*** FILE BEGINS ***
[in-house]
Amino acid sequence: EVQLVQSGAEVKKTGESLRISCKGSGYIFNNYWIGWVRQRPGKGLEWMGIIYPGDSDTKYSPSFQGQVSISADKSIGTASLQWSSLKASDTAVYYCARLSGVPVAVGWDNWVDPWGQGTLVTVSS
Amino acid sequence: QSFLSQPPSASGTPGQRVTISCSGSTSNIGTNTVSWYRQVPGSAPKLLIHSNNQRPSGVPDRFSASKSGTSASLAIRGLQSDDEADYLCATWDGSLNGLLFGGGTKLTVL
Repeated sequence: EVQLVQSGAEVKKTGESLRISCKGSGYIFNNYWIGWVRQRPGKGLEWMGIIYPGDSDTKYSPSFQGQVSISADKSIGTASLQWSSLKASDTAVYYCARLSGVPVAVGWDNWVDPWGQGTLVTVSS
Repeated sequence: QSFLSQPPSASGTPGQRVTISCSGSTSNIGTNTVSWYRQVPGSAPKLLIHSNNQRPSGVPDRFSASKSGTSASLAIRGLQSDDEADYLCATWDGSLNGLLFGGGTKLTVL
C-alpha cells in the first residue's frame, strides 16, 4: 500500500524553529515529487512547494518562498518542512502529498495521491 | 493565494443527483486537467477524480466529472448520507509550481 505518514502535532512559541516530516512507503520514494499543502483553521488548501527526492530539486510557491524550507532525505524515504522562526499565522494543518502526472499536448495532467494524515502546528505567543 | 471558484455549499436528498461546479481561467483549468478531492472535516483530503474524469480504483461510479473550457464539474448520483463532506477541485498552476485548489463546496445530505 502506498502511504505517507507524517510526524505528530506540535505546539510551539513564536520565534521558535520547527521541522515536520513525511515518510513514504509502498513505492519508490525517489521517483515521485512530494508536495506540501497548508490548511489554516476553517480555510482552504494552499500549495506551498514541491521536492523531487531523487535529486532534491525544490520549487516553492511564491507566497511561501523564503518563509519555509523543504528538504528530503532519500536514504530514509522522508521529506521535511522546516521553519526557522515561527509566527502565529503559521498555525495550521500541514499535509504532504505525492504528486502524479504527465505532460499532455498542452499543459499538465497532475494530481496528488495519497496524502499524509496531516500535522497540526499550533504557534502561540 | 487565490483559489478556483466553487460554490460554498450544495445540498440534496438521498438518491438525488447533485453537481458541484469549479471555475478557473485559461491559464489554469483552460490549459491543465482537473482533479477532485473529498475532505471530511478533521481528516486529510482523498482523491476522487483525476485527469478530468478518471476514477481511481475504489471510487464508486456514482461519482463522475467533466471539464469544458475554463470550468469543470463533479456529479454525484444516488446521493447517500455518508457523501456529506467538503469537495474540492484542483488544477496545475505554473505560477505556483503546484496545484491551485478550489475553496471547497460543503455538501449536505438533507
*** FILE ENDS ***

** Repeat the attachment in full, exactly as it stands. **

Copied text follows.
[in-house]
Amino acid sequence: EVQLVQSGAEVKKTGESLRISCKGSGYIFNNYWIGWVRQRPGKGLEWMGIIYPGDSDTKYSPSFQGQVSISADKSIGTASLQWSSLKASDTAVYYCARLSGVPVAVGWDNWVDPWGQGTLVTVSS
Amino acid sequence: QSFLSQPPSASGTPGQRVTISCSGSTSNIGTNTVSWYRQVPGSAPKLLIHSNNQRPSGVPDRFSASKSGTSASLAIRGLQSDDEADYLCATWDGSLNGLLFGGGTKLTVL
Repeated sequence: EVQLVQSGAEVKKTGESLRISCKGSGYIFNNYWIGWVRQRPGKGLEWMGIIYPGDSDTKYSPSFQGQVSISADKSIGTASLQWSSLKASDTAVYYCARLSGVPVAVGWDNWVDPWGQGTLVTVSS
Repeated sequence: QSFLSQPPSASGTPGQRVTISCSGSTSNIGTNTVSWYRQVPGSAPKLLIHSNNQRPSGVPDRFSASKSGTSASLAIRGLQSDDEADYLCATWDGSLNGLLFGGGTKLTVL
C-alpha cells in the first residue's frame, strides 16, 4: 500500500524553529515529487512547494518562498518542512502529498495521491 | 493565494443527483486537467477524480466529472448520507509550481 505518514502535532512559541516530516512507503520514494499543502483553521488548501527526492530539486510557491524550507532525505524515504522562526499565522494543518502526472499536448495532467494524515502546528505567543 | 471558484455549499436528498461546479481561467483549468478531492472535516483530503474524469480504483461510479473550457464539474448520483463532506477541485498552476485548489463546496445530505 502506498502511504505517507507524517510526524505528530506540535505546539510551539513564536520565534521558535520547527521541522515536520513525511515518510513514504509502498513505492519508490525517489521517483515521485512530494508536495506540501497548508490548511489554516476553517480555510482552504494552499500549495506551498514541491521536492523531487531523487535529486532534491525544490520549487516553492511564491507566497511561501523564503518563509519555509523543504528538504528530503532519500536514504530514509522522508521529506521535511522546516521553519526557522515561527509566527502565529503559521498555525495550521500541514499535509504532504505525492504528486502524479504527465505532460499532455498542452499543459499538465497532475494530481496528488495519497496524502499524509496531516500535522497540526499550533504557534502561540 | 487565490483559489478556483466553487460554490460554498450544495445540498440534496438521498438518491438525488447533485453537481458541484469549479471555475478557473485559461491559464489554469483552460490549459491543465482537473482533479477532485473529498475532505471530511478533521481528516486529510482523498482523491476522487483525476485527469478530468478518471476514477481511481475504489471510487464508486456514482461519482463522475467533466471539464469544458475554463470550468469543470463533479456529479454525484444516488446521493447517500455518508457523501456529506467538503469537495474540492484542483488544477496545475505554473505560477505556483503546484496545484491551485478550489475553496471547497460543503455538501449536505438533507